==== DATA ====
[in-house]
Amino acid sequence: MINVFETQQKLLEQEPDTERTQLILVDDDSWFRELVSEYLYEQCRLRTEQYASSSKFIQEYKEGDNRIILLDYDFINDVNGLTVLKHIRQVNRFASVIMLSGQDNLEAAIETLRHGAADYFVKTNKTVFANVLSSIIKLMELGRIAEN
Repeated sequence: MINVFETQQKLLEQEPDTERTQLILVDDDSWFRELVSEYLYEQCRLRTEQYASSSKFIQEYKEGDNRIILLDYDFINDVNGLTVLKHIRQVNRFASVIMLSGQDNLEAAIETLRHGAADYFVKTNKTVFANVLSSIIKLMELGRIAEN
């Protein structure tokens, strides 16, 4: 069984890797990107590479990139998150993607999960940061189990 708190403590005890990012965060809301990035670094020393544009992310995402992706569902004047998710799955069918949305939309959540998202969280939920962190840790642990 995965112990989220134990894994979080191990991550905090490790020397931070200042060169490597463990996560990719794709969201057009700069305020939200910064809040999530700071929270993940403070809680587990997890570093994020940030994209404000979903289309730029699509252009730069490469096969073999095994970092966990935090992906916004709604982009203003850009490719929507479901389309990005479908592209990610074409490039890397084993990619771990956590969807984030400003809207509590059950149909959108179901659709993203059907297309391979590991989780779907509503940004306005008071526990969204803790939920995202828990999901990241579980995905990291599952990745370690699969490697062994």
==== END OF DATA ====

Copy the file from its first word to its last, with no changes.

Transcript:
[in-house]
Amino acid sequence: MINVFETQQKLLEQEPDTERTQLILVDDDSWFRELVSEYLYEQCRLRTEQYASSSKFIQEYKEGDNRIILLDYDFINDVNGLTVLKHIRQVNRFASVIMLSGQDNLEAAIETLRHGAADYFVKTNKTVFANVLSSIIKLMELGRIAEN
Repeated sequence: MINVFETQQKLLEQEPDTERTQLILVDDDSWFRELVSEYLYEQCRLRTEQYASSSKFIQEYKEGDNRIILLDYDFINDVNGLTVLKHIRQVNRFASVIMLSGQDNLEAAIETLRHGAADYFVKTNKTVFANVLSSIIKLMELGRIAEN
């Protein structure tokens, strides 16, 4: 069984890797990107590479990139998150993607999960940061189990 708190403590005890990012965060809301990035670094020393544009992310995402992706569902004047998710799955069918949305939309959540998202969280939920962190840790642990 995965112990989220134990894994979080191990991550905090490790020397931070200042060169490597463990996560990719794709969201057009700069305020939200910064809040999530700071929270993940403070809680587990997890570093994020940030994209404000979903289309730029699509252009730069490469096969073999095994970092966990935090992906916004709604982009203003850009490719929507479901389309990005479908592209990610074409490039890397084993990619771990956590969807984030400003809207509590059950149909959108179901659709993203059907297309391979590991989780779907509503940004306005008071526990969204803790939920995202828990999901990241579980995905990291599952990745370690699969490697062994």